From AKP to HDP: Turkey's tight legislative polls

Istanbul (AFP) - More than 53.7 million Turks will be eligible to cast their votes in parliamentary elections Sunday, which could decide whether the country adopts a strengthened presidential system under President Recep Tayyip Erdogan.

The elections are seen as the biggest challenge for the ruling party since it first came to power in 2002 and embarked on a drive to transform the country, with analysts not ruling out that it may have to go into coalition for the first time.

Here is a round-up of the main political forces:


Leader: Ahmet Davutoglu

Slogan: 'They talk, the AKP acts'

Expected position: First

Last election (2011): 49.83 percent

The AKP remains Turkey's dominant political force, but in these elections it has a big challenge on its hands with the economy losing its previous lustre. Under ex-foreign minister Ahmet Davutoglu, the party has missed its charismatic former premier, President Recep Tayyip Erdogan, who to the fury of opponents has recently stepped fully into the campaign. The party is Islamic-rooted and Davutoglu has put religion at the centre of the campaign while promising to modernise Turkey.


Leader: Kemal Kilicdaroglu

Slogan: 'Give your vote, get them out'

Expected position: Second

Last election: 25.98 percent

The party of modern Turkey's secular founder Mustafa Kemal Ataturk, the CHP had looked moribund in recent years and its former leader was sunk by an embarrassing sex tape scandal. Kilicdaroglu has taken on a Mr Clean image and tried to attack the AKP's perceived extravagance, although he is far from the dynamic opposition figurehead that the CHP yearn for. The CHP's campaign has been slick, but they are still expected to be well behind the AKP.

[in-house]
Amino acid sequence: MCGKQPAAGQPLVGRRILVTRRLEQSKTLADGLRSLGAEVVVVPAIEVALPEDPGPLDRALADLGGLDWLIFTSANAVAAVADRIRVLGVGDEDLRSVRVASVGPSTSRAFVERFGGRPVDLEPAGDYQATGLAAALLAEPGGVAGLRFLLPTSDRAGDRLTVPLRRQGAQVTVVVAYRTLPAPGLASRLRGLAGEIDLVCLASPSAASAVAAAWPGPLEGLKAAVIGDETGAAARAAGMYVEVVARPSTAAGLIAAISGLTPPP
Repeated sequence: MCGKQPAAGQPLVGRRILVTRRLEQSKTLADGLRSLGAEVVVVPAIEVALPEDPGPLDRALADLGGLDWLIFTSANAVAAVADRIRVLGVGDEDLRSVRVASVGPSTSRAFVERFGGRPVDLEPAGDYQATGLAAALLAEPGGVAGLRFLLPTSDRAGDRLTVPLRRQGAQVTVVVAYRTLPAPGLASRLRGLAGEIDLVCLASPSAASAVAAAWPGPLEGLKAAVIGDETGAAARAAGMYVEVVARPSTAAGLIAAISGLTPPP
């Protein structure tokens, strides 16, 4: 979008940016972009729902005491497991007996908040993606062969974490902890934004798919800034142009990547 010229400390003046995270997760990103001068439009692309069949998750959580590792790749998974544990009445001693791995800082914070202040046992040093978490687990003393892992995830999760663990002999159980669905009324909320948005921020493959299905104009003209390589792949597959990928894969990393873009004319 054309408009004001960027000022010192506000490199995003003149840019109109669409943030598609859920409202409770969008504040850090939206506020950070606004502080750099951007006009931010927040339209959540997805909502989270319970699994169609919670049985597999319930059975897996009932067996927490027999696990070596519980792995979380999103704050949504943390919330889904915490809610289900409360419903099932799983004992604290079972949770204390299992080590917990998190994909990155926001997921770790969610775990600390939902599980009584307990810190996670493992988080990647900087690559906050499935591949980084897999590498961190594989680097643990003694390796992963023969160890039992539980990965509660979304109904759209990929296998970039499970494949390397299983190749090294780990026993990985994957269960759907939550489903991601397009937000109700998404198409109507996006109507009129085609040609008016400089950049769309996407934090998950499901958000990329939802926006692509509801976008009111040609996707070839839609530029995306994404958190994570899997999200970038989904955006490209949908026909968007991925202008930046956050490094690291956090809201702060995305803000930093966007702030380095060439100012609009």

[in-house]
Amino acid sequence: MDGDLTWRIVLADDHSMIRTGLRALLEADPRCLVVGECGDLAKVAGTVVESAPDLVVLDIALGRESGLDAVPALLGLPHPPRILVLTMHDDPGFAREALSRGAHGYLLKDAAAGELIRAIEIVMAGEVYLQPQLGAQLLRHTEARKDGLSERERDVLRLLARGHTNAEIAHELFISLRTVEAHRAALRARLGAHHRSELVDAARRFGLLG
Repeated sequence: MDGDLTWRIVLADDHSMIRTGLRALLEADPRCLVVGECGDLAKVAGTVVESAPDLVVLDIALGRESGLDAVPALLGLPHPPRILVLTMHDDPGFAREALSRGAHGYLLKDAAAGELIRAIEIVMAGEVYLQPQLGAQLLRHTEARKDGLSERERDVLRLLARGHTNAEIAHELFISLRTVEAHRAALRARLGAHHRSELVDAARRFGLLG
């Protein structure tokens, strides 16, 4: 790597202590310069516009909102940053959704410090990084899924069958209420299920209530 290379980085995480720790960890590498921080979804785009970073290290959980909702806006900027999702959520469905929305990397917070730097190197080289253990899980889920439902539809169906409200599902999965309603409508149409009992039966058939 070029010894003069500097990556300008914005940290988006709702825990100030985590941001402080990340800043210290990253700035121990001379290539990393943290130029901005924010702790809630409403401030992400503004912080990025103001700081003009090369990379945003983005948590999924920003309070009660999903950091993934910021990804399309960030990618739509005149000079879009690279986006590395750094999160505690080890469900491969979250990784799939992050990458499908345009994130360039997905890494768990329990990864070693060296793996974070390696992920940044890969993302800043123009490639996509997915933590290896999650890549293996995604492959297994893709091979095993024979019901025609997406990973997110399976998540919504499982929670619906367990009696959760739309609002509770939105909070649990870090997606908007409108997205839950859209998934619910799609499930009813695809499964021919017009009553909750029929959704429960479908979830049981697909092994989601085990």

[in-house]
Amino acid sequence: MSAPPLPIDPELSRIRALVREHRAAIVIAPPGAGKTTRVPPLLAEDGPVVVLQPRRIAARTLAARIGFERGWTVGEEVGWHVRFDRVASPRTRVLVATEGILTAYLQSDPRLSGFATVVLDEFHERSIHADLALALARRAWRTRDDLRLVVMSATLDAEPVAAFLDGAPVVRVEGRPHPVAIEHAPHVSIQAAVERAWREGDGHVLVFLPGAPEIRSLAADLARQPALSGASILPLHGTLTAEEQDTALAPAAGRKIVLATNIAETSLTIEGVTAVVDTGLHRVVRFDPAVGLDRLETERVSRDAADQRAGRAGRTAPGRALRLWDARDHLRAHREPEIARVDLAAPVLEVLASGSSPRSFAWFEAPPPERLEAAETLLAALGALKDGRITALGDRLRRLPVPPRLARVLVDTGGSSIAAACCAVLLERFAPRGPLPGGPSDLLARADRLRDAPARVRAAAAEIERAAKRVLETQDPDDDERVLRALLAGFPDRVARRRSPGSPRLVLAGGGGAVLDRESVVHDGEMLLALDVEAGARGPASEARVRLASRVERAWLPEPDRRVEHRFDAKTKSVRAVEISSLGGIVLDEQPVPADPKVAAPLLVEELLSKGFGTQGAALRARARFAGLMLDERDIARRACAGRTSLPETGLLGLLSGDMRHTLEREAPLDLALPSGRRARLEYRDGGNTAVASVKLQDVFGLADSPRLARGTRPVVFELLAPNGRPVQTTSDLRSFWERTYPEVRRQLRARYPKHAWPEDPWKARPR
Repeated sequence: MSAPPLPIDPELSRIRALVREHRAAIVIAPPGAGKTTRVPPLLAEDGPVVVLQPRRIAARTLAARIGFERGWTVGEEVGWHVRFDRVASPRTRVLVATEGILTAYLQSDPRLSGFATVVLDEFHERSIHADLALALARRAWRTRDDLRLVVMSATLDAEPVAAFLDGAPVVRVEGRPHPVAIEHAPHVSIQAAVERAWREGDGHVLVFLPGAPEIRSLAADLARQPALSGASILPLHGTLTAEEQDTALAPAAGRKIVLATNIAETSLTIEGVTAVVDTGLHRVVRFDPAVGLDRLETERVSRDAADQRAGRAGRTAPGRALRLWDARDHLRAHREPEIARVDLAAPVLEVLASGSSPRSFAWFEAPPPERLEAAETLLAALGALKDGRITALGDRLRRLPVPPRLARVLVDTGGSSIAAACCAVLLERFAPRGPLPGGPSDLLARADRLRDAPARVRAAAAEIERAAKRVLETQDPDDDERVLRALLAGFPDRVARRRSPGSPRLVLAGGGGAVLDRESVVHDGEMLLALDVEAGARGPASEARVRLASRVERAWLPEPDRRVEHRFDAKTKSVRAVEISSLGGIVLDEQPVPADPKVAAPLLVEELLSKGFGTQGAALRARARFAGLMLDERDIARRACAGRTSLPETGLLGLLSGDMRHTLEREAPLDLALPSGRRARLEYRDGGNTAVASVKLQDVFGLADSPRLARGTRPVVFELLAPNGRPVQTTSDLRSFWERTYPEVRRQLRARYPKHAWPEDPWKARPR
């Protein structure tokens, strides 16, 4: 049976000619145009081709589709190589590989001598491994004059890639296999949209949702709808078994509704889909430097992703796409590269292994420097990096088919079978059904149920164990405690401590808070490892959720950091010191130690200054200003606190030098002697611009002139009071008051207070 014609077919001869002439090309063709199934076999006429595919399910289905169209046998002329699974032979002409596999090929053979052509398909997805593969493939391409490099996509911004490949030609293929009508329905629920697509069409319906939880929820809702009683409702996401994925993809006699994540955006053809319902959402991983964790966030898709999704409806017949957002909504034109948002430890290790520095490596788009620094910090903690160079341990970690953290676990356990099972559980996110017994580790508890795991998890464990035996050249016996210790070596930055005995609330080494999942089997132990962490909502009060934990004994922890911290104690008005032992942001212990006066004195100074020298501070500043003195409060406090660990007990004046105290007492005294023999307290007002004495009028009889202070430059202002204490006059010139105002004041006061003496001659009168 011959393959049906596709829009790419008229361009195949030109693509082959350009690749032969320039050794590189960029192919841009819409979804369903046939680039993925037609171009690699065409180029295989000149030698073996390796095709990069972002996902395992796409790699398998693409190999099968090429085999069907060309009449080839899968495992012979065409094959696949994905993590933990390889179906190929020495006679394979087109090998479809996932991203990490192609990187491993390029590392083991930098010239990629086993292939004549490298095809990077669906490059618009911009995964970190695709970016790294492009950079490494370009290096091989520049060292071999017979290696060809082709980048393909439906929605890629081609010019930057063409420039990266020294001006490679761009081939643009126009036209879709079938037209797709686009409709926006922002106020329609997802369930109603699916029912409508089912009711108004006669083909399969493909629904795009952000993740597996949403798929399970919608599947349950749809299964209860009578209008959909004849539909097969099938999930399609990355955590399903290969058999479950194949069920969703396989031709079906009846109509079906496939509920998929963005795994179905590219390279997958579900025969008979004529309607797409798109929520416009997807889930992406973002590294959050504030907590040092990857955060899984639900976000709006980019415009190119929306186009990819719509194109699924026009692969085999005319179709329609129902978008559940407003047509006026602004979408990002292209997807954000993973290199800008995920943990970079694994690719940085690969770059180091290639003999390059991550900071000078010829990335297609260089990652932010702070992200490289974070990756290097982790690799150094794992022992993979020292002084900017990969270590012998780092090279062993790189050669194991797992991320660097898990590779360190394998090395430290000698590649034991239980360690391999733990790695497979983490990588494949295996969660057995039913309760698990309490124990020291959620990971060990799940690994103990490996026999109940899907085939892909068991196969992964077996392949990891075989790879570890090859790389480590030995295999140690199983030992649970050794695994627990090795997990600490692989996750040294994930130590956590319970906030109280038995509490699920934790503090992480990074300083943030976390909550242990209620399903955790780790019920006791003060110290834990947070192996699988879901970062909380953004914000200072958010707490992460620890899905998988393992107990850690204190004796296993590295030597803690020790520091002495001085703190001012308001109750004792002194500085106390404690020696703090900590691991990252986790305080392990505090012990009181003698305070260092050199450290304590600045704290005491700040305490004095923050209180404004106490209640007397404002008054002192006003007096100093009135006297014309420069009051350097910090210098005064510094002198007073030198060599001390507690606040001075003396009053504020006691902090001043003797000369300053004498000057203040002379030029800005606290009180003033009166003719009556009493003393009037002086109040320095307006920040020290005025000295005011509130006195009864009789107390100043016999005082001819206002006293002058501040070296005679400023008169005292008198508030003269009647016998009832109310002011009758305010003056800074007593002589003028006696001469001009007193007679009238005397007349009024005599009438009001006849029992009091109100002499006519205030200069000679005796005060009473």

Leader: Devlet Bahceli

Slogan: 'Walk with us Turkey'

Expected position: Third

Last election: 13.01 percent

Founded in the 1960s, the MHP was long linked to the Turkish extreme right, although under leader Devlet Bahceli the party has shifted to cultural rather than ethnic nationalism. A new emphasis on religion brought it closer to the AKP and the two could be potential coalition partners should the ruling party fail to win an overall majority. But the MHP rejects the AKP's efforts to make peace with Kurdish rebels. With a hard core of committed voters, MHP support is expected to hover between the mid to high teens.


Co-leaders: Selahattin Demirtas, Figen Yuksekdag

Slogan: 'We're on our way to the Meclis (parliament)'

Expected position: Fourth

Last election: Stood as independents

The pro-Kurdish HDP has attracted huge attention in this campaign, led by the charismatic Demirtas, the sole Turkish politician to rival Erdogan's rhetorical skills. They have sought to broaden appeal beyond their natural Kurdish base in the southeast to secular Turks, women and gays. Their challenge is to breach the 10 percent vote minimum needed to win seats and their presence, if they send MPs to parliament, could block the AKP's dreams of constitutional change.


Turkey elects its MPs according to a proportional representation system from lists in each of its 81 provinces. However the 10-percent threshold -- criticised as being one of the harshest election rules in the world -- means it will make a huge difference if the HDP wins seats.

The 174,000 voting stations across Turkey open at 8:00 am (0500 GMT) and close at 5:00 pm, with the results expected during the night.

In the previous 550-seat parliament, 311 seats were controlled by the AKP, 125 by the CHP, 52 by the MHP and 29 by the HDP. Eighteen were controlled by independents and other parties while 15 were left vacant due to deaths and job changes.

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